From the Dan’s Archive: A Story from the Beach

Photo: Jaromir Chalabala/123rf

A day at the beach can be relaxing, but with children and pets in the mix a summery outing can quickly turn chaotic. In this story from the September 1, 1977 issue of The East Hampton Summer Sun, Dan recounts a fateful encounter between a dog, two children and a stuffed bunny rabbit while playing on the beach.

It was a beautiful beach day. Down the way, sitting on a blanket, was a pretty blonde woman with two children. The little girl was about six, the boy about three. The boy played happily in the sand, sometimes digging a hole, sometimes cuddling a large, stuffed bunny pillow that had been brought for the occasion.

After awhile, a large Labrador retriever appeared from over the dune. The children expressed delight at seeing such a beautiful sleek dog and the Lab obliged the children by walking happily over and wagging his tail. He allowed himself to be patted.

But then the dog saw the bunny pillow. With one swift motion, ho picked it up and trotted off with it in his mouth. About thirty feet away, he stopped and looked lo see the confusion that he had created. The grown woman was on her feet, the girl was shouting, and the little boy was crying, “the dog took my bunny rabbit — the dog took my bunny rabbit.”

The dog simply wagged his tail. He thought it was a great game. He held the bunny rabbit gently in his mouth.

The blonde woman put the older girl in charge of the younger boy and proceeded to walk slowly after the Lab.

“Here, boy,” she said. “Here, boy.”

But the dog did not respond. He trotted off another ten feet and stopped.

“Come on, boy,” she said. “Come on. Over here. Come over here.”

This continued on for quite some time.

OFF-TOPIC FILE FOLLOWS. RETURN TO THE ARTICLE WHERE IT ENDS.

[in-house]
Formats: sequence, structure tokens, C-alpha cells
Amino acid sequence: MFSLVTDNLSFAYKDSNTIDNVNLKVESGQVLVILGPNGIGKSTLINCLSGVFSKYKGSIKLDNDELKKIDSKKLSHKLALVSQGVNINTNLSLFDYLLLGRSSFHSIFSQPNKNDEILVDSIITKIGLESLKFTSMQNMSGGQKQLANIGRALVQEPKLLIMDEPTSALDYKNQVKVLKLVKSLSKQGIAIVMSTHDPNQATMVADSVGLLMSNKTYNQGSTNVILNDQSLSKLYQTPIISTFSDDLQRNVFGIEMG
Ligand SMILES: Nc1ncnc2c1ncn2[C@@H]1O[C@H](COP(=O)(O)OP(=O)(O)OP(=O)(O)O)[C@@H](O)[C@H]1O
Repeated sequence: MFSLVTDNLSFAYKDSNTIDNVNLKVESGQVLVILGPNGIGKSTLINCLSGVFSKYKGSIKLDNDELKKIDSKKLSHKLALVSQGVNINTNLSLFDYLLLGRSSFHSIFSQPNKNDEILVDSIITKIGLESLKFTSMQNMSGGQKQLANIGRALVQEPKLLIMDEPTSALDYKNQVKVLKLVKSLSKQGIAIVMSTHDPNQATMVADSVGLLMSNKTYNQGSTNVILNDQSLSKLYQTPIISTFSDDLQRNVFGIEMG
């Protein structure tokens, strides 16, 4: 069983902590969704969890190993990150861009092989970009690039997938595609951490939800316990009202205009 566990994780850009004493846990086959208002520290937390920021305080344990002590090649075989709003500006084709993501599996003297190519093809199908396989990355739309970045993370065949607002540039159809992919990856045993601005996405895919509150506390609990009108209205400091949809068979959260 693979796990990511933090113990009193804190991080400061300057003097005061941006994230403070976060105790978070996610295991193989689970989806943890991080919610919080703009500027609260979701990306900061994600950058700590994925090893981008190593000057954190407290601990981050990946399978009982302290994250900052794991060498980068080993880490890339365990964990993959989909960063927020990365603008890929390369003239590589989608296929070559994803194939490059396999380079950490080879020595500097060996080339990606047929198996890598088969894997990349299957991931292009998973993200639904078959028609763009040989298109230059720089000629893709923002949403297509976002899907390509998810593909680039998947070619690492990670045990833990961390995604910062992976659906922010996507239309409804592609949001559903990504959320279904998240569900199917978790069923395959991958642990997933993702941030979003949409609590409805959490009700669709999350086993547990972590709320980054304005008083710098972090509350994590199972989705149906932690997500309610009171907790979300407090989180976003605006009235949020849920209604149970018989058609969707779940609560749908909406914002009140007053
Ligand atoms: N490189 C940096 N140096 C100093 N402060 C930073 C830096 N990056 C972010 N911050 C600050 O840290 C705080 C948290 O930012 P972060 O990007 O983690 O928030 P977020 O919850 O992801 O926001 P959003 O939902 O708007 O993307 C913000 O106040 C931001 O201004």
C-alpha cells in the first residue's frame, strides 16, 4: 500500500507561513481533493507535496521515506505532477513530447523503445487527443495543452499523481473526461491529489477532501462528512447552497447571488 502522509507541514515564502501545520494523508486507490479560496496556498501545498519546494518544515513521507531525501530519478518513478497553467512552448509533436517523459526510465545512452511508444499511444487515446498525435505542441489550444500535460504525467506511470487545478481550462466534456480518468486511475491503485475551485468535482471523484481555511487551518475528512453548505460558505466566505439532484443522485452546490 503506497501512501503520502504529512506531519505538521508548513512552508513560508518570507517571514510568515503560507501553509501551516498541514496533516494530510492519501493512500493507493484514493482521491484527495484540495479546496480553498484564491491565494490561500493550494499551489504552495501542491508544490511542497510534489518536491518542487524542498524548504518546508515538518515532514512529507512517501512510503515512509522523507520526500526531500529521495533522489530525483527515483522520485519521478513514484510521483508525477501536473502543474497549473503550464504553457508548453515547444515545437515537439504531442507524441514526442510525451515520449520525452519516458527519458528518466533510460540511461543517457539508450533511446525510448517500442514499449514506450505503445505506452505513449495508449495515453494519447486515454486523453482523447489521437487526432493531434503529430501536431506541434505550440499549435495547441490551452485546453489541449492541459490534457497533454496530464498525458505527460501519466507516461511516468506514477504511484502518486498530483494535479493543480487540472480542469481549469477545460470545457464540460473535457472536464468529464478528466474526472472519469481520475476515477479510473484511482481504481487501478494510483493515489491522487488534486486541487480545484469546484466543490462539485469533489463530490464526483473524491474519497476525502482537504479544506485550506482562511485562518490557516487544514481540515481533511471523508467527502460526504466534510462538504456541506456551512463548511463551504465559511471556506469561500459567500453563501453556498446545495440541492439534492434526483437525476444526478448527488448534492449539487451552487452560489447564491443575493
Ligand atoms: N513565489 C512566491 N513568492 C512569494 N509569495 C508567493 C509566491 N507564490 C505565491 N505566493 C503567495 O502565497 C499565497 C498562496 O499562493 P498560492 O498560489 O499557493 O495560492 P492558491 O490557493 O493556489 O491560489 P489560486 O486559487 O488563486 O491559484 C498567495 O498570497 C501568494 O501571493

The woman tried all sorts of things to get the dog to come back. She tried calling a variety of names, such as Rover, King. Fred. Duke, Duchess, etc., but the dog would have none of it.

She tried running straight at the dog. but the dog would gracefully sidestep her and trot away. She tried throwing small rocks at the dog. But she missed.

She even tried sitting down, with the hopes that the dog would come to her. But this didn’t work either.

I was just about to get up to help when the woman hit upon the one thing that got her what she wanted.

She pointed an index finger at the dog.

“Bad,” she said. “Bad

A mournful expression came over the dog’a face.

“Bad dog. Shame. Shame on you for being such a bad dog. Bad.”

Still pointing, she walked forcefully over to the dog with long steps. The dog dropped the bonny rabbit just as she arrived. He was totally repentant.

The woman examined the bunny rabbit and found it unharmed.

“Good dog.” she said. “That’s a good dog.”

She patted him.

And they lived happily ever after. At least for the rest of the afternoon.

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